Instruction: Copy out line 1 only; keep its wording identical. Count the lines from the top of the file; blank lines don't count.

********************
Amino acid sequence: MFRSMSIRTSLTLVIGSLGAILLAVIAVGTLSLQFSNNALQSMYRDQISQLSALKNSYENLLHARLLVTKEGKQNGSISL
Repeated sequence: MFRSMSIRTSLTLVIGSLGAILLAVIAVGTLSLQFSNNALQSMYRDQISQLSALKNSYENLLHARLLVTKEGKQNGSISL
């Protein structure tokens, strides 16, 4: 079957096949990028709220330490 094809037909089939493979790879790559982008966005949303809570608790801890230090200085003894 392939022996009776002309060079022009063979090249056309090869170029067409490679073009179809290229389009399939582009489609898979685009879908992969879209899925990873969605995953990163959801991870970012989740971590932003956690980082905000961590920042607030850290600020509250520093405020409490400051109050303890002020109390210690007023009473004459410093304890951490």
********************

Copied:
Amino acid sequence: MFRSMSIRTSLTLVIGSLGAILLAVIAVGTLSLQFSNNALQSMYRDQISQLSALKNSYENLLHARLLVTKEGKQNGSISL